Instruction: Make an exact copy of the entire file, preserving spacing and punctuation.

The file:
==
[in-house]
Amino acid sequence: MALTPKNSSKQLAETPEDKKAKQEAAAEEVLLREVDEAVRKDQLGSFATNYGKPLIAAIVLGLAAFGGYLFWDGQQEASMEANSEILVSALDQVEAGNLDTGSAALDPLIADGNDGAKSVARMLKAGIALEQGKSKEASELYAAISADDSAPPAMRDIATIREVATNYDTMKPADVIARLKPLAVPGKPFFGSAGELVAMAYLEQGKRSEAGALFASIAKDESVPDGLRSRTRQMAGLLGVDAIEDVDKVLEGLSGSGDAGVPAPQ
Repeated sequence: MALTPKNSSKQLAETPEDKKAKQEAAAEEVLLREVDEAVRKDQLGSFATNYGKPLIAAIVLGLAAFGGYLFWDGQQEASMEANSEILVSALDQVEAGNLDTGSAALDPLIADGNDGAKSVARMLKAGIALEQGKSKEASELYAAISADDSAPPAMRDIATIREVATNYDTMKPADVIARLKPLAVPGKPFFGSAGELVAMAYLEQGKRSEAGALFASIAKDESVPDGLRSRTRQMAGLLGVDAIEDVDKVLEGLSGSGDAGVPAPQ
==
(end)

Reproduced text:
[in-house]
Amino acid sequence: MALTPKNSSKQLAETPEDKKAKQEAAAEEVLLREVDEAVRKDQLGSFATNYGKPLIAAIVLGLAAFGGYLFWDGQQEASMEANSEILVSALDQVEAGNLDTGSAALDPLIADGNDGAKSVARMLKAGIALEQGKSKEASELYAAISADDSAPPAMRDIATIREVATNYDTMKPADVIARLKPLAVPGKPFFGSAGELVAMAYLEQGKRSEAGALFASIAKDESVPDGLRSRTRQMAGLLGVDAIEDVDKVLEGLSGSGDAGVPAPQ
Repeated sequence: MALTPKNSSKQLAETPEDKKAKQEAAAEEVLLREVDEAVRKDQLGSFATNYGKPLIAAIVLGLAAFGGYLFWDGQQEASMEANSEILVSALDQVEAGNLDTGSAALDPLIADGNDGAKSVARMLKAGIALEQGKSKEASELYAAISADDSAPPAMRDIATIREVATNYDTMKPADVIARLKPLAVPGKPFFGSAGELVAMAYLEQGKRSEAGALFASIAKDESVPDGLRSRTRQMAGLLGVDAIEDVDKVLEGLSGSGDAGVPAPQ